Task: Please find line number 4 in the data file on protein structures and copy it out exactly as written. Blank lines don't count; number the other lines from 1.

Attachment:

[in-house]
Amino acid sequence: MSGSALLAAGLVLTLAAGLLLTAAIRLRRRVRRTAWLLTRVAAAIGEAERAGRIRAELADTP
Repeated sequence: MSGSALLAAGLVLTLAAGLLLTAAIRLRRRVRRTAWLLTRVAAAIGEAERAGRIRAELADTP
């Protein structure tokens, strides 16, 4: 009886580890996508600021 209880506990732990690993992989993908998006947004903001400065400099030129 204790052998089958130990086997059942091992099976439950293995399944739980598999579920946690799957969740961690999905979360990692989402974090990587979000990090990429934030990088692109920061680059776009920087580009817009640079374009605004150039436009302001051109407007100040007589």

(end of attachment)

């Protein structure tokens, strides 16, 4: 009886580890996508600021 209880506990732990690993992989993908998006947004903001400065400099030129 204790052998089958130990086997059942091992099976439950293995399944739980598999579920946690799957969740961690999905979360990692989402974090990587979000990090990429934030990088692109920061680059776009920087580009817009640079374009605004150039436009302001051109407007100040007589």